Statute of limitations

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A statute of limitations is a law setting forth the maximum period of time after certain events that legal proceedings based on those events may be begun. For example, a state might have a statute limiting prosecution for misdemeanors to two years. In such a state, if a person is discovered to have committed a misdemeanor three years ago, he cannot now be prosecuted for it.

A crime (in the case of a criminal prosecution) or a cause of action (in a civil suit) is said to have accrued when the event beginning its time limitation occurs. Sometimes this is the event itself that is the subject of the suit or prosecution (such as a crime or personal injury), but it may also be an event such as the discovery of a condition one wishes to redress, such as discovering a defect in a manufactured good.

One reason for statutes of limitations is fairness; that is, over time memories fade, evidence is lost or never found, and people need to get on with their lives without legal intrusions from the past. The length of these statutes varies from country to country and state to state and often depend on the type of civil action or the seriousness of the crime. Some crimes such as murder are so horrific to society that they have no statute of limitations.

Another reason for statutes of limitations is closure or certainty. At some point, society will no longer make its tribunals available for dispute resolution or law enforcement people will stop using public resources to investigate a given crime. For civil actions, statutes of limitations usually range between one and ten years. In California, for example, the statute of limitations for most personal injury actions (including those resulting from car accidents) is one year from the date of the accident. In Nevada it is two years, and in New Mexico, three.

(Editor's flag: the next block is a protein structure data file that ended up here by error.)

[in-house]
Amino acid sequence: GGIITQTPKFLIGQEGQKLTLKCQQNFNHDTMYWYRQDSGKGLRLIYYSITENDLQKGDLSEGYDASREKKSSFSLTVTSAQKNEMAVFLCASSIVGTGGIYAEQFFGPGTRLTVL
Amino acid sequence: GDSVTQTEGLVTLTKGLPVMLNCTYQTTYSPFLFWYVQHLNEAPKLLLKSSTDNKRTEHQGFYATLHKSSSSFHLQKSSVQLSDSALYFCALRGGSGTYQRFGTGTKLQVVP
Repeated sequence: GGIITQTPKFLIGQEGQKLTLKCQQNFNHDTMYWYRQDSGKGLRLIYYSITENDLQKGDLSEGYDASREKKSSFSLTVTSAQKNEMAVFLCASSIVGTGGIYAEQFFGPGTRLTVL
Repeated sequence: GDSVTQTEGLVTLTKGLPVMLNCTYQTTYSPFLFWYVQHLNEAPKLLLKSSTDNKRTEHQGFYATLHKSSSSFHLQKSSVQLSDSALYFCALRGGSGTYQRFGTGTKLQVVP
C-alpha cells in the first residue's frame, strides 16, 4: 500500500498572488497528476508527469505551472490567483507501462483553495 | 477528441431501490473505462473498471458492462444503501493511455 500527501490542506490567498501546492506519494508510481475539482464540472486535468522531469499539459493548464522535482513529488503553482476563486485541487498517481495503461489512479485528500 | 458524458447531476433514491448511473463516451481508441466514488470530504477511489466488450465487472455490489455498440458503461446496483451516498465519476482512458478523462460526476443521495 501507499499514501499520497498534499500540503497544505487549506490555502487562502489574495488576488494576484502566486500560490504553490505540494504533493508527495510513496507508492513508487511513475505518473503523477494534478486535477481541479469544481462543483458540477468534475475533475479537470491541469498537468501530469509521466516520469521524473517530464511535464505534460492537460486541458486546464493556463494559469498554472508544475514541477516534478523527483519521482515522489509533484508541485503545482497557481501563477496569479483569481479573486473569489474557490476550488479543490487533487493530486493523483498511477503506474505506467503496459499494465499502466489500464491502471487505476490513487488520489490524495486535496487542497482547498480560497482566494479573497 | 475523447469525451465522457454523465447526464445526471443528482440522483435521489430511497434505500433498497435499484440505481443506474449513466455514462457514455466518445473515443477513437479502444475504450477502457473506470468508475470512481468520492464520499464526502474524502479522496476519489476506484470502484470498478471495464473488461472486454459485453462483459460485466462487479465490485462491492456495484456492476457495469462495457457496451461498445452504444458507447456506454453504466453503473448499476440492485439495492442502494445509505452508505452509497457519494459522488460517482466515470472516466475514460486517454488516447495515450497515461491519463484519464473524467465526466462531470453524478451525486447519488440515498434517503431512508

Once the statute of limitations on a case runs out, future ligitation is foreclosed. Most jurisdictions provide that limitations are tolled under certain circumstances. Tolling will prevent the time for filing suit from running while the condition exists. Examples of such circumstances are if the aggreived party (plaintiff) is a minor, or the defendant has filed a bankruptcy proceeding. In those instances, in most jurisdictions, the running of limitations is tolled until the circumstance (i.e. the injured party reaches majority in the former or the bankruptcy proceeding is concluded in the later) no longer exists.

A special case of the statute of limitations is a statute of repose. This applies to buildings and properties, and limits the time during which an action may lie based upon defects or hazards connected to the construction of the building or premises. An example of this would be that if a person is electrocuted by a wiring defect incorporated into a structure in, say, 1990, a state law may allow him or his heirs to sue only before 1997 in the case of an open (patent) defect, or before 2000 in the case of a hidden defect.

There may be a number of factors which will affect the tolling of a statute of limitations. In many cases, the discovery of the harm (as in a medical malpractice claim where the fact or the impact of the doctor's mistake is not immediately apparent) starts the statute running. In some jurisdictions the action is said to have not accrued until the harm is discovered, while in others the action accrues when the malpractice occurs, but an action to redress the harm is tolled until the injured party discovers the harm. An action to redress a tort committed against a minor is generally tolled in most cases until the child reaches the age of majority. A ten-year-old who is injured in a car accident might therefore be able to bring suit one, two or three years after he turns eighteen.